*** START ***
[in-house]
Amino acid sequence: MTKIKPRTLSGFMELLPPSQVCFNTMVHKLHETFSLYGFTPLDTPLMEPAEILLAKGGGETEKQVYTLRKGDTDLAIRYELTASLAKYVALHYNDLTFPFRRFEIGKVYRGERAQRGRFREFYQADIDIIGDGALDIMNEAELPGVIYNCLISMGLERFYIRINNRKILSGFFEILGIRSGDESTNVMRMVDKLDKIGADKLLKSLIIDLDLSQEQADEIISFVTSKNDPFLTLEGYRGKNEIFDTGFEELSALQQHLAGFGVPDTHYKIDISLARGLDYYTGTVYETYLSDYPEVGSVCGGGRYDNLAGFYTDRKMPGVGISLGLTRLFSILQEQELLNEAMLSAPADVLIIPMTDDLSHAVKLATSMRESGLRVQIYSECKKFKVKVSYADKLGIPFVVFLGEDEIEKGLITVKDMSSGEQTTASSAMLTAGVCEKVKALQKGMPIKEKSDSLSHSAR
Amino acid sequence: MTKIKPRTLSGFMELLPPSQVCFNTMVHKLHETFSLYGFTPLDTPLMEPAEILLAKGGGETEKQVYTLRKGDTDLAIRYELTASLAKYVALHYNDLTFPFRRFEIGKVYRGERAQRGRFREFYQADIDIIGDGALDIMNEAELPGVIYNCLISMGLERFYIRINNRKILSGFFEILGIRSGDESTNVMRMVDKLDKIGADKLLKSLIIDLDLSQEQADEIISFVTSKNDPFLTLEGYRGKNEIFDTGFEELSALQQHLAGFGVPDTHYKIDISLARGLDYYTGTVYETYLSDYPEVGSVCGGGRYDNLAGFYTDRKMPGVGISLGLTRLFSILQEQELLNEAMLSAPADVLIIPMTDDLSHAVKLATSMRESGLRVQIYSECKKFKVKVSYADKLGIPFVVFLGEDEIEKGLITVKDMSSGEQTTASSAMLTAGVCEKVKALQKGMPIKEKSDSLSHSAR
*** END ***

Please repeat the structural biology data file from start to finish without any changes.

[in-house]
Amino acid sequence: MTKIKPRTLSGFMELLPPSQVCFNTMVHKLHETFSLYGFTPLDTPLMEPAEILLAKGGGETEKQVYTLRKGDTDLAIRYELTASLAKYVALHYNDLTFPFRRFEIGKVYRGERAQRGRFREFYQADIDIIGDGALDIMNEAELPGVIYNCLISMGLERFYIRINNRKILSGFFEILGIRSGDESTNVMRMVDKLDKIGADKLLKSLIIDLDLSQEQADEIISFVTSKNDPFLTLEGYRGKNEIFDTGFEELSALQQHLAGFGVPDTHYKIDISLARGLDYYTGTVYETYLSDYPEVGSVCGGGRYDNLAGFYTDRKMPGVGISLGLTRLFSILQEQELLNEAMLSAPADVLIIPMTDDLSHAVKLATSMRESGLRVQIYSECKKFKVKVSYADKLGIPFVVFLGEDEIEKGLITVKDMSSGEQTTASSAMLTAGVCEKVKALQKGMPIKEKSDSLSHSAR
Amino acid sequence: MTKIKPRTLSGFMELLPPSQVCFNTMVHKLHETFSLYGFTPLDTPLMEPAEILLAKGGGETEKQVYTLRKGDTDLAIRYELTASLAKYVALHYNDLTFPFRRFEIGKVYRGERAQRGRFREFYQADIDIIGDGALDIMNEAELPGVIYNCLISMGLERFYIRINNRKILSGFFEILGIRSGDESTNVMRMVDKLDKIGADKLLKSLIIDLDLSQEQADEIISFVTSKNDPFLTLEGYRGKNEIFDTGFEELSALQQHLAGFGVPDTHYKIDISLARGLDYYTGTVYETYLSDYPEVGSVCGGGRYDNLAGFYTDRKMPGVGISLGLTRLFSILQEQELLNEAMLSAPADVLIIPMTDDLSHAVKLATSMRESGLRVQIYSECKKFKVKVSYADKLGIPFVVFLGEDEIEKGLITVKDMSSGEQTTASSAMLTAGVCEKVKALQKGMPIKEKSDSLSHSAR